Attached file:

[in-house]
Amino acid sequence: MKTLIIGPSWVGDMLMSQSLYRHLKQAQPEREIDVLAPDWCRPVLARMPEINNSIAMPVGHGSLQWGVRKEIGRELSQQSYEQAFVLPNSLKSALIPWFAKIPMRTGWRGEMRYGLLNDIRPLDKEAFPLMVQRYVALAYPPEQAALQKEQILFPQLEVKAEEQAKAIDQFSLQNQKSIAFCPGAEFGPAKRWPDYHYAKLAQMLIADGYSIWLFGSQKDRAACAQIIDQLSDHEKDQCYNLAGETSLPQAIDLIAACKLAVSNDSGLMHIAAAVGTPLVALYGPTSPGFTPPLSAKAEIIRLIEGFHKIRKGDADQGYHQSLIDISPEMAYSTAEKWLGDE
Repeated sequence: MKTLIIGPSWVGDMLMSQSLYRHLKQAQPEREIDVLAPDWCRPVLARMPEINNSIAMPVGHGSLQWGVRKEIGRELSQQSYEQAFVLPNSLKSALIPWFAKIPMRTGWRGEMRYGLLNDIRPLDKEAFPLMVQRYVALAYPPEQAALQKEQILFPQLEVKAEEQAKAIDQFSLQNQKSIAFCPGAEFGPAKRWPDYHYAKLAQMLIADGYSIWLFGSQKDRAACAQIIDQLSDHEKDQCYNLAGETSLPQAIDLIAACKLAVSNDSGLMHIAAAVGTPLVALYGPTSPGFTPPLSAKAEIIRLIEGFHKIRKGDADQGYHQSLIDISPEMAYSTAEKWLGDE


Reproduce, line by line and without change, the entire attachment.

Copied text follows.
[in-house]
Amino acid sequence: MKTLIIGPSWVGDMLMSQSLYRHLKQAQPEREIDVLAPDWCRPVLARMPEINNSIAMPVGHGSLQWGVRKEIGRELSQQSYEQAFVLPNSLKSALIPWFAKIPMRTGWRGEMRYGLLNDIRPLDKEAFPLMVQRYVALAYPPEQAALQKEQILFPQLEVKAEEQAKAIDQFSLQNQKSIAFCPGAEFGPAKRWPDYHYAKLAQMLIADGYSIWLFGSQKDRAACAQIIDQLSDHEKDQCYNLAGETSLPQAIDLIAACKLAVSNDSGLMHIAAAVGTPLVALYGPTSPGFTPPLSAKAEIIRLIEGFHKIRKGDADQGYHQSLIDISPEMAYSTAEKWLGDE
Repeated sequence: MKTLIIGPSWVGDMLMSQSLYRHLKQAQPEREIDVLAPDWCRPVLARMPEINNSIAMPVGHGSLQWGVRKEIGRELSQQSYEQAFVLPNSLKSALIPWFAKIPMRTGWRGEMRYGLLNDIRPLDKEAFPLMVQRYVALAYPPEQAALQKEQILFPQLEVKAEEQAKAIDQFSLQNQKSIAFCPGAEFGPAKRWPDYHYAKLAQMLIADGYSIWLFGSQKDRAACAQIIDQLSDHEKDQCYNLAGETSLPQAIDLIAACKLAVSNDSGLMHIAAAVGTPLVALYGPTSPGFTPPLSAKAEIIRLIEGFHKIRKGDADQGYHQSLIDISPEMAYSTAEKWLGDE